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Dexamethasone inhibits IL-9 production by human T cells



Interleukin 9 (IL-9) is produced by activated CD4+ T cells. Its effects include stimulation of mucus production, enhanced mast cell proliferation, enhanced eosinophil function, and IgE production. These effects are consistent with a role in allergic diseases. Glucocorticoids have potent anti-inflammatory effects, including suppression of cytokine synthesis, and are widely used in the treatment of allergic conditions.


We examined the effect of the glucocorticoid dexamethasone (Dex) on IL-9 mRNA expression and protein secretion with real-time RT-PCR and ELISA. Peripheral blood mononuclear cells (PBMC) were prepared from human volunteers and activated with OKT3. CD4+ T cells were purified from PBMC and activated with OKT3 plus PMA.


IL-9 mRNA abundance and protein secretion were both markedly reduced following treatment of activated PBMC with Dex. mRNA levels were reduced to 0.7% of control values and protein secretion was reduced to 2.8% of controls. In CD4+ T cells, Dex reduced protein secretion to a similar extent. The IC50 value of Dex on mRNA expression was 4 nM.


These results indicate that IL-9 production is very markedly inhibited by Dex. The findings raise the possibility that the beneficial effects of glucocorticoids in the treatment of allergic diseases are in part mediated by inhibition of IL-9 production.


CD4+ T cells of the T helper 2 (Th2) type have been implicated as major contributors to the pathology of allergic asthma [1]. Th2 cells produce the cytokines IL-4, IL-5, IL-9 and IL-13. IL-9, which was first identified as a T cell growth factor [2], has multiple effects consistent with a role in allergic inflammation. IL-9 acts on the pulmonary epithelium to induce production of mucus [3] and chemokines [4]. It enhances eosinophil function via induction of the IL-5 receptor [5]. IL-9 induces immunoglobulin synthesis of all isotypes, especially IgE [6]. Mast cell numbers are elevated in the lung by IL-9 [7].

There is evidence in clinical studies for an association between IL-9 and allergic asthma. In bronchial biopsies, the cells expressing IL-9, which were predominantly T cells, were increased in patients with allergic asthma, and this was associated with bronchial hyper-reactivity [8, 9]. An association between IL-9 expressing cells and eosinophilia has also been described [10]. In allergic asthma patients, IL-9 in the bronchoalveolar fluid was increased after segmental allergen challenge [11]. Among a range of cytokines produced by in vitro stimulated PBMC, IL-9 was found to have the best correlation with allergic reactivity as measured by skin prick tests [12].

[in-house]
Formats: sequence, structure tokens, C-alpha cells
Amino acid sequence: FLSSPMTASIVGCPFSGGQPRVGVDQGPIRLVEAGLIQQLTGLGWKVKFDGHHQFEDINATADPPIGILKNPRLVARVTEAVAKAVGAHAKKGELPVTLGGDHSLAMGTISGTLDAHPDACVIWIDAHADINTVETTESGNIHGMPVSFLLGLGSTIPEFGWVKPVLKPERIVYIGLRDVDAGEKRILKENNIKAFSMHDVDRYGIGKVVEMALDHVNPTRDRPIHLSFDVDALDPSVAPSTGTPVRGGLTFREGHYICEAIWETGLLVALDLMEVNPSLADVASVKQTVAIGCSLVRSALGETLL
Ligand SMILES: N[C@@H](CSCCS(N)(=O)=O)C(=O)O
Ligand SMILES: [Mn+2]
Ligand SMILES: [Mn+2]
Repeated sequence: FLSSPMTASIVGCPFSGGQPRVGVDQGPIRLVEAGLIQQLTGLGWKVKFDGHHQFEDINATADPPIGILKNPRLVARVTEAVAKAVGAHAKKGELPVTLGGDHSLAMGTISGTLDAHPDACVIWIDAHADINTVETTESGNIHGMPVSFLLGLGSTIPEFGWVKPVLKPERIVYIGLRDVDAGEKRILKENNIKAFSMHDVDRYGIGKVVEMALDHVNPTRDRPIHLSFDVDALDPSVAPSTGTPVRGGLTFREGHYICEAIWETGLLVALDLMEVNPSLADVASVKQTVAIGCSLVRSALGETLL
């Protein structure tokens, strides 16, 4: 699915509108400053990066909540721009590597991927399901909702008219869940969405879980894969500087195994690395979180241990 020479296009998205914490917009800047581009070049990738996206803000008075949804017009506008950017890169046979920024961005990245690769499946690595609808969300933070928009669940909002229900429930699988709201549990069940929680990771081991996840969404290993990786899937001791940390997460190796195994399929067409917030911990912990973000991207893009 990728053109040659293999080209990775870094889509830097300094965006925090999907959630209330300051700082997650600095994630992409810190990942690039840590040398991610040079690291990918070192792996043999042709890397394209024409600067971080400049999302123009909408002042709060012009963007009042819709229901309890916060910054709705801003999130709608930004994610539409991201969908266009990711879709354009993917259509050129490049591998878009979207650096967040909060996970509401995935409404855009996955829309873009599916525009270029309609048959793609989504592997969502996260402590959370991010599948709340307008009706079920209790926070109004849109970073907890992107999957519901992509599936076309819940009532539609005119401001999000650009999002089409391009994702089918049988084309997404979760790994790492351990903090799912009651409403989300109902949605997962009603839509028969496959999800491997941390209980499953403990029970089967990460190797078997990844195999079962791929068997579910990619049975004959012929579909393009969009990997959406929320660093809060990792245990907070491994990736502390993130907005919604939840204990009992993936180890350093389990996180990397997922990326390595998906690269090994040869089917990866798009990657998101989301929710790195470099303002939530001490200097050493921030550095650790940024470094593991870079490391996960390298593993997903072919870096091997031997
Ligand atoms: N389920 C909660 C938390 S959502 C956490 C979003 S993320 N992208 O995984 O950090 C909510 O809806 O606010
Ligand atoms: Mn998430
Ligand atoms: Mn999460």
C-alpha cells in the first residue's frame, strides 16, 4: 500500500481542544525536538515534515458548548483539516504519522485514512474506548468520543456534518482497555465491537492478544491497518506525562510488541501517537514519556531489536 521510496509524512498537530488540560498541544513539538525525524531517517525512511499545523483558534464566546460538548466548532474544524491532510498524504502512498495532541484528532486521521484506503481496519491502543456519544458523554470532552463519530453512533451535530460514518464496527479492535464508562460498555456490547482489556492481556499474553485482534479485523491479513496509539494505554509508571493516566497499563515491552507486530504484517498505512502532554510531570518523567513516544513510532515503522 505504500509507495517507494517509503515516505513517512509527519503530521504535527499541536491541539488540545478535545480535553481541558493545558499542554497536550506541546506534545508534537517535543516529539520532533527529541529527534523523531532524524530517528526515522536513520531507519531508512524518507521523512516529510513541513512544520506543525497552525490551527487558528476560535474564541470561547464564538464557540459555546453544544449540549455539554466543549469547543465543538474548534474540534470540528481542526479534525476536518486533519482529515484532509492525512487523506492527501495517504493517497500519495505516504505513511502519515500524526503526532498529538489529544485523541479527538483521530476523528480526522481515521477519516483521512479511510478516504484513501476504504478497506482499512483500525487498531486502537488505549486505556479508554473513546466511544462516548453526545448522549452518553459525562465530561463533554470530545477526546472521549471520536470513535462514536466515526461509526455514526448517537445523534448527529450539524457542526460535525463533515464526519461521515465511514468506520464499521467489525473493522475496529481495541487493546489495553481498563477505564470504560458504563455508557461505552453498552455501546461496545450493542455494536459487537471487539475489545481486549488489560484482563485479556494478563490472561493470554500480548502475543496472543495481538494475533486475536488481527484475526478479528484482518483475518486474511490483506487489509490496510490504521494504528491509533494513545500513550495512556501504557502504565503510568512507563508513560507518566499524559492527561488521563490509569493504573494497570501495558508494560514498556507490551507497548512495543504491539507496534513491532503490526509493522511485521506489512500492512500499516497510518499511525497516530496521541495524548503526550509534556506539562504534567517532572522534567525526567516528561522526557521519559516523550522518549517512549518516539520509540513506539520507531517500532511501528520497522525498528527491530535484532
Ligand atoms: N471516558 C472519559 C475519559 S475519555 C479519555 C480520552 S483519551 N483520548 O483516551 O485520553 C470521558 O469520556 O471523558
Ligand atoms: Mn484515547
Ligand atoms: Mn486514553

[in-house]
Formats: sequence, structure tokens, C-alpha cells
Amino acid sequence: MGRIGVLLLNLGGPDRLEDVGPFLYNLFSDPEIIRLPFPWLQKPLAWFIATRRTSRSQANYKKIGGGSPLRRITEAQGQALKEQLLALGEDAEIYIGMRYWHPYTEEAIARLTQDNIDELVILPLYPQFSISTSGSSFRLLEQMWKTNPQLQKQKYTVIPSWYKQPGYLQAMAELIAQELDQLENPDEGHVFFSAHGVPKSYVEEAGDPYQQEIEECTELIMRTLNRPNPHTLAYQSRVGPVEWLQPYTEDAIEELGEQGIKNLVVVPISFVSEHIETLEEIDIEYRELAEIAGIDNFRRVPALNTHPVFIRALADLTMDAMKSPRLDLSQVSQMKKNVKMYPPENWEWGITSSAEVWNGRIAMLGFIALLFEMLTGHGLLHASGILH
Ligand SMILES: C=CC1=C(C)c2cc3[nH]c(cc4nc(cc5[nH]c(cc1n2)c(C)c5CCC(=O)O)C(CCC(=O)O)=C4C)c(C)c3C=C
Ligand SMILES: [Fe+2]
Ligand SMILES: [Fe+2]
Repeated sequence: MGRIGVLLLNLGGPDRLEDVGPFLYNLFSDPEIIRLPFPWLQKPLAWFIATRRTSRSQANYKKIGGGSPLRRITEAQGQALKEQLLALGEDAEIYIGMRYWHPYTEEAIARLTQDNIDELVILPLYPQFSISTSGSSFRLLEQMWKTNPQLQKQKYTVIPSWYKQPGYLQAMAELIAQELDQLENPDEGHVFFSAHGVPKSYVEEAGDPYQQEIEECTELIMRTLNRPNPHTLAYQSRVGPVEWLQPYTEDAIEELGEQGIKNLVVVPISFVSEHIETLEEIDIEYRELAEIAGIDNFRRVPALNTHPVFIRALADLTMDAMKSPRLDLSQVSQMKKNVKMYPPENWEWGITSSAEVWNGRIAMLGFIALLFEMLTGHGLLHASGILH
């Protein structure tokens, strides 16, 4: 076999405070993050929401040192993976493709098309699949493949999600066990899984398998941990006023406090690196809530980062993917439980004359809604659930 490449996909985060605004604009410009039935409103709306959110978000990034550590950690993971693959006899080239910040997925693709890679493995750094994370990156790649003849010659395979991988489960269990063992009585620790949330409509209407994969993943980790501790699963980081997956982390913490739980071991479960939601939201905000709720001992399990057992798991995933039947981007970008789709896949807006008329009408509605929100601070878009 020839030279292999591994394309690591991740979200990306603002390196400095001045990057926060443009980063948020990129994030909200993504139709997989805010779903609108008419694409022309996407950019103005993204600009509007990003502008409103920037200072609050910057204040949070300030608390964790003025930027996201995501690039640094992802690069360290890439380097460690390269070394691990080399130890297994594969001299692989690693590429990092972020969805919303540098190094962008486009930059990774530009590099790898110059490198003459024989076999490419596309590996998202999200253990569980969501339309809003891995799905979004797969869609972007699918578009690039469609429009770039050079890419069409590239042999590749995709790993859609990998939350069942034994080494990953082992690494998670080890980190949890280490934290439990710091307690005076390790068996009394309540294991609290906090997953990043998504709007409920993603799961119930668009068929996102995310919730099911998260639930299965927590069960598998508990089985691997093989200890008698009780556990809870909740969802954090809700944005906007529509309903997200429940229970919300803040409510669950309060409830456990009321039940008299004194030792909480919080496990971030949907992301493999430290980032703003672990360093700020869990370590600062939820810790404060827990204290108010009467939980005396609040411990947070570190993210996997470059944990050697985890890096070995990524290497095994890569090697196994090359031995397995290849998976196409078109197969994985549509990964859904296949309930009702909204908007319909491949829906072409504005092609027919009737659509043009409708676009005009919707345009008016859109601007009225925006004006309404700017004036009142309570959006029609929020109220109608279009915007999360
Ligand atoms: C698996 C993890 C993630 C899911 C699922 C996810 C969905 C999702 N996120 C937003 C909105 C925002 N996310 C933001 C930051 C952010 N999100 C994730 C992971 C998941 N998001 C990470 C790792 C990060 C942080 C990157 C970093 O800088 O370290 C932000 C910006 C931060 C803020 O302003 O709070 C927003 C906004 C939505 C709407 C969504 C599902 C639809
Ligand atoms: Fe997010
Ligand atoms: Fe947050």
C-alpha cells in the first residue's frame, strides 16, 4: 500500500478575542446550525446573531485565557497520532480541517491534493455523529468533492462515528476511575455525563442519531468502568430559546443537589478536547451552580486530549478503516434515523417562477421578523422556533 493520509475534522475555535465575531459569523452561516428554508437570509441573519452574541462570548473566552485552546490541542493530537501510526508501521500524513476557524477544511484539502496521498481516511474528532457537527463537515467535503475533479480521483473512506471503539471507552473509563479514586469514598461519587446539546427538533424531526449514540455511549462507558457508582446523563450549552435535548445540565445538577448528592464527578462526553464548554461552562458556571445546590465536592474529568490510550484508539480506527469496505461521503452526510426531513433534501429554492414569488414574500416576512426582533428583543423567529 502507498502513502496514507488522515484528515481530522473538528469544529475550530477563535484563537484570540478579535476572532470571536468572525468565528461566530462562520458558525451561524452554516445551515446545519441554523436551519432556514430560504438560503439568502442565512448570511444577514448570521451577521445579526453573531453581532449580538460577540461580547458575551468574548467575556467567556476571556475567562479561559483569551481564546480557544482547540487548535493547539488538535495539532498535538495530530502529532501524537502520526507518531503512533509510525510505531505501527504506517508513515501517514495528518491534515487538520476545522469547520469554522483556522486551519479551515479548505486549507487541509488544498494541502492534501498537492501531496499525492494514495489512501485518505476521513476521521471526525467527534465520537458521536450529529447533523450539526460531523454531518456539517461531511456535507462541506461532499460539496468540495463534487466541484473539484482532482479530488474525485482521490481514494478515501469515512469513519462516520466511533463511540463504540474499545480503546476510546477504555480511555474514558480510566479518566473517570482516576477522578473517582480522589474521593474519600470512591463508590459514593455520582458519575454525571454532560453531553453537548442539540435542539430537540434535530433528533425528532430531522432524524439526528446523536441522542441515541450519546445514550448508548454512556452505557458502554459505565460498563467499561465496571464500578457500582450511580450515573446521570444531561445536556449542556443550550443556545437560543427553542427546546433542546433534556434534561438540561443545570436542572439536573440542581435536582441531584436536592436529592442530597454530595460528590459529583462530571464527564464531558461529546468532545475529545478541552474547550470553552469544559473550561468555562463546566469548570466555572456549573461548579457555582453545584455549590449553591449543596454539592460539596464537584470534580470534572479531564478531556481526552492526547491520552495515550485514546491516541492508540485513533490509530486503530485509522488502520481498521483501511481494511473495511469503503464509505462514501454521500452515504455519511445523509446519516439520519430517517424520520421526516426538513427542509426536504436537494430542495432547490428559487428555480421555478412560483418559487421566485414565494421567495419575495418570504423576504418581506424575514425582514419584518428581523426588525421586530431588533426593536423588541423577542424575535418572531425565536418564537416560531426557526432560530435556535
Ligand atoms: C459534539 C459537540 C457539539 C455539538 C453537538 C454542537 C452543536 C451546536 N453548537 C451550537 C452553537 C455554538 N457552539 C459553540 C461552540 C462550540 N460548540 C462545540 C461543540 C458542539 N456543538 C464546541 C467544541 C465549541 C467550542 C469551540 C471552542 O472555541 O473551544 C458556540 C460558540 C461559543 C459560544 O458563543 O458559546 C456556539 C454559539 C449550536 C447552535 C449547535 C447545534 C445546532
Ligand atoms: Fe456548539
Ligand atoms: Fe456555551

Several animal studies have investigated the role of IL-9 in allergic asthma. In transgenic mice with elevated pulmonary expression of IL-9, there was increased influx of inflammatory cells to the lungs, increased mucus production and increased mast cell numbers [13]. In two separate mouse model studies of allergen-induced asthma, administration of neutralising anti-IL-9 antibodies reduced eosinophilia, BHR, airway damage and IgE [14, 15]. In a model of parasitic infection with a Th2 response, IL-9 knockout mice displayed markedly reduced goblet cell hyperplasia and mastocytosis [16]. However, in a model of allergic asthma, airway hyperreactivity, eosinophilia and goblet cell hyperplasia were not impaired in IL-9 knock-out mice [17]. Despite the findings in knock-out mice, overall the evidence from animal models is consistent with clinical evidence that IL-9 may have a role in allergic asthma.

Glucocorticoids (GC) are a major component of the treatment of asthma and other allergic disorders. GC bind to cytoplasmic glucocorticoid receptors (GR) and GC/GR complexes translocate to the cell nucleus where they stimulate or inhibit the transcription of a large number of genes. The anti-inflammatory effects of GC have been associated with inhibition of transcription of numerous cytokines [18]. GC markedly reduce gene transcription of the Th2 cytokines IL-4 [19], IL-5 [20] and IL-13 [21] as well as inhibiting the production of many other cytokines including IL-2 [22], GM-CSF [23] and interferon gamma (IFN-γ) [24]. By contrast, GC induce the expression of certain cytokines, including IL-10 [25], IL-1 receptor antagonist (IL-1Ra) [26] and transforming growth factor-beta [27], and GC do not affect expression of M-CSF [23].

Given the extensive evidence indicating IL-9 may be a candidate cytokine in the pathogenesis of allergic diseases, further research into the regulation of IL-9 production is warranted. Because glucocorticoids are effective in the treatment of allergic diseases, it is important to understand their effects on genes that are potentially relevant to the pathogenesis of these diseases. Therefore we have investigated the effect of the synthetic glucocorticoid dexamethasone (Dex) on IL-9 production.


Cell culture

Peripheral blood was donated by healthy volunteers from the Garvan Institute of Medical Research and the Centre for Immunology. The procedures were approved by the Human Research Ethics Committee, St Vincent's Hospital, Sydney and are in compliance with the Helsinki Declaration. Peripheral blood mononuclear cells (PBMC) were isolated by ficoll-based density centrifugation. Cells were resuspended in complete medium consisting of RPMI 1640 medium (JRH Biosciences, Lenexa, KS, USA) supplemented with 10% v/v heat-inactivated foetal bovine serum (FBS) (CSL Ltd, Parkville, Australia), 2 mM L-glutamine, 20 mM HEPES buffer, 100 U/mL penicillin and 100 μg/mL streptomycin (all from Invitrogen, Carlsbad, CA, USA). Cell counts and viabilities were determined by trypan blue exclusion in a haemocytometer. Viability was always greater than 95%.